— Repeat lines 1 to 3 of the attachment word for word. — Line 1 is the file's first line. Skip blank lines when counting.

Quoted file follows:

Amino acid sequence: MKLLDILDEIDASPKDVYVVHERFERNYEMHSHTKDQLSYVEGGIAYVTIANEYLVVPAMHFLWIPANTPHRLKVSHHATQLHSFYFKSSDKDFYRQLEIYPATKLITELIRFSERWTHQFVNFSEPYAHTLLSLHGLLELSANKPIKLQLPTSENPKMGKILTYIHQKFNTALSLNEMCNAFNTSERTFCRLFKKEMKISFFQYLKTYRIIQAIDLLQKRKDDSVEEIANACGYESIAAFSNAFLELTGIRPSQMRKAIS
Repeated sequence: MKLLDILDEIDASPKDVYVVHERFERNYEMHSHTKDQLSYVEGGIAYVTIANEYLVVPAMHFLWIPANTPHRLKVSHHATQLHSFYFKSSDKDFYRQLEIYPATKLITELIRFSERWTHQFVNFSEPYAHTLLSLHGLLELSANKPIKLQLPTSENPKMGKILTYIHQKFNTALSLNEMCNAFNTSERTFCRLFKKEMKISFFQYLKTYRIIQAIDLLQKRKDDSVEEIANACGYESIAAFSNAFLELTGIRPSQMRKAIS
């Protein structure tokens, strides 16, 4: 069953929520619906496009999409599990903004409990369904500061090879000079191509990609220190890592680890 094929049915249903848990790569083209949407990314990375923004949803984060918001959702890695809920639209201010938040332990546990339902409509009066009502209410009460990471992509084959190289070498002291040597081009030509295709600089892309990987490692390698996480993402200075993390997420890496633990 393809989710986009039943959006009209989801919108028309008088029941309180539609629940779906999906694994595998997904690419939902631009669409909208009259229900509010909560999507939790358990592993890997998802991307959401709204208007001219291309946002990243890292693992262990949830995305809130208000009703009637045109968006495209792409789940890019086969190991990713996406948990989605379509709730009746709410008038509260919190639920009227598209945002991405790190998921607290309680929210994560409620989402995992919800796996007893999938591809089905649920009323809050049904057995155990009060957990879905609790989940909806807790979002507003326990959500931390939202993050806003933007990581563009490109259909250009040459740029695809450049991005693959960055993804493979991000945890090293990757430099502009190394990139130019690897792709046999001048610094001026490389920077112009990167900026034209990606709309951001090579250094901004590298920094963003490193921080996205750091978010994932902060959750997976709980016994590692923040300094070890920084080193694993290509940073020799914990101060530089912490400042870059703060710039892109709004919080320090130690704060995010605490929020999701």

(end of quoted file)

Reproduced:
Amino acid sequence: MKLLDILDEIDASPKDVYVVHERFERNYEMHSHTKDQLSYVEGGIAYVTIANEYLVVPAMHFLWIPANTPHRLKVSHHATQLHSFYFKSSDKDFYRQLEIYPATKLITELIRFSERWTHQFVNFSEPYAHTLLSLHGLLELSANKPIKLQLPTSENPKMGKILTYIHQKFNTALSLNEMCNAFNTSERTFCRLFKKEMKISFFQYLKTYRIIQAIDLLQKRKDDSVEEIANACGYESIAAFSNAFLELTGIRPSQMRKAIS
Repeated sequence: MKLLDILDEIDASPKDVYVVHERFERNYEMHSHTKDQLSYVEGGIAYVTIANEYLVVPAMHFLWIPANTPHRLKVSHHATQLHSFYFKSSDKDFYRQLEIYPATKLITELIRFSERWTHQFVNFSEPYAHTLLSLHGLLELSANKPIKLQLPTSENPKMGKILTYIHQKFNTALSLNEMCNAFNTSERTFCRLFKKEMKISFFQYLKTYRIIQAIDLLQKRKDDSVEEIANACGYESIAAFSNAFLELTGIRPSQMRKAIS
């Protein structure tokens, strides 16, 4: 069953929520619906496009999409599990903004409990369904500061090879000079191509990609220190890592680890 094929049915249903848990790569083209949407990314990375923004949803984060918001959702890695809920639209201010938040332990546990339902409509009066009502209410009460990471992509084959190289070498002291040597081009030509295709600089892309990987490692390698996480993402200075993390997420890496633990 393809989710986009039943959006009209989801919108028309008088029941309180539609629940779906999906694994595998997904690419939902631009669409909208009259229900509010909560999507939790358990592993890997998802991307959401709204208007001219291309946002990243890292693992262990949830995305809130208000009703009637045109968006495209792409789940890019086969190991990713996406948990989605379509709730009746709410008038509260919190639920009227598209945002991405790190998921607290309680929210994560409620989402995992919800796996007893999938591809089905649920009323809050049904057995155990009060957990879905609790989940909806807790979002507003326990959500931390939202993050806003933007990581563009490109259909250009040459740029695809450049991005693959960055993804493979991000945890090293990757430099502009190394990139130019690897792709046999001048610094001026490389920077112009990167900026034209990606709309951001090579250094901004590298920094963003490193921080996205750091978010994932902060959750997976709980016994590692923040300094070890920084080193694993290509940073020799914990101060530089912490400042870059703060710039892109709004919080320090130690704060995010605490929020999701």